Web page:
Knowledge on HPV Vaccine and Cervical Cancer Facilitates Vaccine Acceptability among School Teachers in Kitui County, Kenya

Citation:
Masika MM, Ogembo JG, Chabeda SV, Wamai RG, Mugo N. "Knowledge on HPV Vaccine and Cervical Cancer Facilitates Vaccine Acceptability among School Teachers in Kitui County, Kenya." PloS one. 2015;10:e0135563.

Abstract:

Knowledge on HPV Vaccine and Cervical Cancer Facilitates Vaccine Acceptability among School Teachers in Kitui County, Kenya.

Masika MM, Ogembo JG, Chabeda SV, Wamai RG, Mugo N

BACKGROUND: Vaccines against human papillomavirus (HPV) infection have the potential to reduce the burden of cervical cancer. School-based delivery of HPV vaccines is cost-effective and successful uptake depends on school teachers' knowledge and acceptability of the vaccine. The aim of this study is to assess primary school teachers' knowledge and acceptability of HPV vaccine and to explore facilitators and barriers of an ongoing Gavi Alliance-supported vaccination program in Kitui County, Kenya.
METHODS: This was a cross-sectional, mixed methods study in Central Division of Kitui County where the Ministry of Health is offering the quadrivalent HPV vaccine to grade four girls. Data on primary school teachers' awareness, knowledge and acceptability of HPV vaccine as well as facilitators and barriers to the project was collected through self-administered questionnaires and two focus group discussions.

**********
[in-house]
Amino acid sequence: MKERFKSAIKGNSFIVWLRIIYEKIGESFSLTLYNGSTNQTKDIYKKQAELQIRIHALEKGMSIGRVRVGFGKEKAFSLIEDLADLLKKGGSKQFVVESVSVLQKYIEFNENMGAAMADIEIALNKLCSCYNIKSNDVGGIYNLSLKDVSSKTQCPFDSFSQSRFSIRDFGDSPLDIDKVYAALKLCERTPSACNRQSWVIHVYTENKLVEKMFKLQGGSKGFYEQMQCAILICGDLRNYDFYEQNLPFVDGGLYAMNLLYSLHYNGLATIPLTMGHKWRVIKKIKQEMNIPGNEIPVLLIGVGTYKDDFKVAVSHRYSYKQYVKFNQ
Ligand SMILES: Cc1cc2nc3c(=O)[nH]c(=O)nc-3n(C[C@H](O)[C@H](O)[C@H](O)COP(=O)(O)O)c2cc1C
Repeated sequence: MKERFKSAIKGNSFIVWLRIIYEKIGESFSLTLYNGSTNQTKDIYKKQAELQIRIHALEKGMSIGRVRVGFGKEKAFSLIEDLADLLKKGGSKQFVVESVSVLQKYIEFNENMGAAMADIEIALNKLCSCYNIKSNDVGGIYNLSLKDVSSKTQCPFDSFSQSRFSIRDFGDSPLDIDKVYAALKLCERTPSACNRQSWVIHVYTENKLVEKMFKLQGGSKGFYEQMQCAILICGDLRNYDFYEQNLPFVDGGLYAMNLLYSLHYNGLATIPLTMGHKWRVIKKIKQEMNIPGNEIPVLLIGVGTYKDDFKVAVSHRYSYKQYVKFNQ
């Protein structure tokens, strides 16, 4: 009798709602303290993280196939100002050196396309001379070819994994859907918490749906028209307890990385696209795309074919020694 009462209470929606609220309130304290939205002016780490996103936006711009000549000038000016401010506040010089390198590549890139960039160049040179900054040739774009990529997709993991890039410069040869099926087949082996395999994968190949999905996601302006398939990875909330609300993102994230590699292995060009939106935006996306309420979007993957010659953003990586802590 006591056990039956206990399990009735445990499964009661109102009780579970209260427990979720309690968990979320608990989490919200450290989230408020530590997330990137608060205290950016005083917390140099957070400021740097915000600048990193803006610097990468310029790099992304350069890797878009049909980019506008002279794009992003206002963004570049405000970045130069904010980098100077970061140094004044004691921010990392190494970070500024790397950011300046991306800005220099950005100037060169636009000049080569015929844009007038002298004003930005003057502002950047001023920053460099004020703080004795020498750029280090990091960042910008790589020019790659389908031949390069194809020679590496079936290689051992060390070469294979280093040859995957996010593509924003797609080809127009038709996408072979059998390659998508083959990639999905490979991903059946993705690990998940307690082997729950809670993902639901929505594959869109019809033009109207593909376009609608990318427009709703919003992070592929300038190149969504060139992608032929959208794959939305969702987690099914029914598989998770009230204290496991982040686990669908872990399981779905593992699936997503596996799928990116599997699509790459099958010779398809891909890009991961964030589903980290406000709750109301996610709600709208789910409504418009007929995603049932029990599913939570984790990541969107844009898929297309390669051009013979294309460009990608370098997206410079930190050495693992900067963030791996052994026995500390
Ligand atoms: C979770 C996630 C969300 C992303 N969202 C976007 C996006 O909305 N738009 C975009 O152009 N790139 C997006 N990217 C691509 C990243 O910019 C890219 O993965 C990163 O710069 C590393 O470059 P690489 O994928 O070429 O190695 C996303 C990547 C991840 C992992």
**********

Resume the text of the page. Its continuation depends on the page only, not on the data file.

RESULTS: 339 teachers (60% female) completed the survey (62% response rate) and 13 participated in 2 focus group discussions. Vaccine awareness among teachers was high (90%), the level of knowledge about HPV and cervical cancer among teachers was moderate (48%, SD = 10.9) and females scored higher than males (50% vs. 46%, p = 0.002). Most teachers (89%) would recommend the vaccine to their daughter or close relatives. Those who would recommend the vaccine had more knowledge than those who would not (p = <0.001). The main barriers were insufficient information about the vaccine, poor accessibility of schools, absenteeism of girls on vaccine days, and fear of side effects.
CONCLUSIONS: Despite low to moderate levels of knowledge about HPV vaccine among school teachers, vaccine acceptability is high. Teachers with little knowledge on HPV vaccine are less likely to accept the vaccine than those who know more; this may affect uptake if not addressed. Empowering teachers to be vaccine champions in their community may be a feasible way of disseminating information about HPV vaccine and cervical cancer.

PLoS One. 2015 Aug 12;10(8):e0135563. doi: 10.1371/journal.pone.0135563. eCollection 2015.

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